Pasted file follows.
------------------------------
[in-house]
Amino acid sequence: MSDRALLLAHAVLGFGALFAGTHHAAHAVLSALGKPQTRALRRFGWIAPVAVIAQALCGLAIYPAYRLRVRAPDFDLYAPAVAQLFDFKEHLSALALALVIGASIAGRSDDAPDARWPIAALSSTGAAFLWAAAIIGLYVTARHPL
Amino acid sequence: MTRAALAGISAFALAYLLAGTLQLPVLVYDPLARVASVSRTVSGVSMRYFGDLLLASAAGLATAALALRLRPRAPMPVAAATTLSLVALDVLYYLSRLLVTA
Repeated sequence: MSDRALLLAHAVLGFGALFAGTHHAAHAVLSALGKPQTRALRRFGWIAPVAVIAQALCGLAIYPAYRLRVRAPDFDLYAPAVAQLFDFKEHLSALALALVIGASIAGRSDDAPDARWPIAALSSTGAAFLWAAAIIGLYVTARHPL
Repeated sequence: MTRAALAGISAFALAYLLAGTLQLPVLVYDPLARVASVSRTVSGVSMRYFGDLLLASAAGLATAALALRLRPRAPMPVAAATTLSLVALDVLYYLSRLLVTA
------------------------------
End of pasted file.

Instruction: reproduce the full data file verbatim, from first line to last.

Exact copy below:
[in-house]
Amino acid sequence: MSDRALLLAHAVLGFGALFAGTHHAAHAVLSALGKPQTRALRRFGWIAPVAVIAQALCGLAIYPAYRLRVRAPDFDLYAPAVAQLFDFKEHLSALALALVIGASIAGRSDDAPDARWPIAALSSTGAAFLWAAAIIGLYVTARHPL
Amino acid sequence: MTRAALAGISAFALAYLLAGTLQLPVLVYDPLARVASVSRTVSGVSMRYFGDLLLASAAGLATAALALRLRPRAPMPVAAATTLSLVALDVLYYLSRLLVTA
Repeated sequence: MSDRALLLAHAVLGFGALFAGTHHAAHAVLSALGKPQTRALRRFGWIAPVAVIAQALCGLAIYPAYRLRVRAPDFDLYAPAVAQLFDFKEHLSALALALVIGASIAGRSDDAPDARWPIAALSSTGAAFLWAAAIIGLYVTARHPL
Repeated sequence: MTRAALAGISAFALAYLLAGTLQLPVLVYDPLARVASVSRTVSGVSMRYFGDLLLASAAGLATAALALRLRPRAPMPVAAATTLSLVALDVLYYLSRLLVTA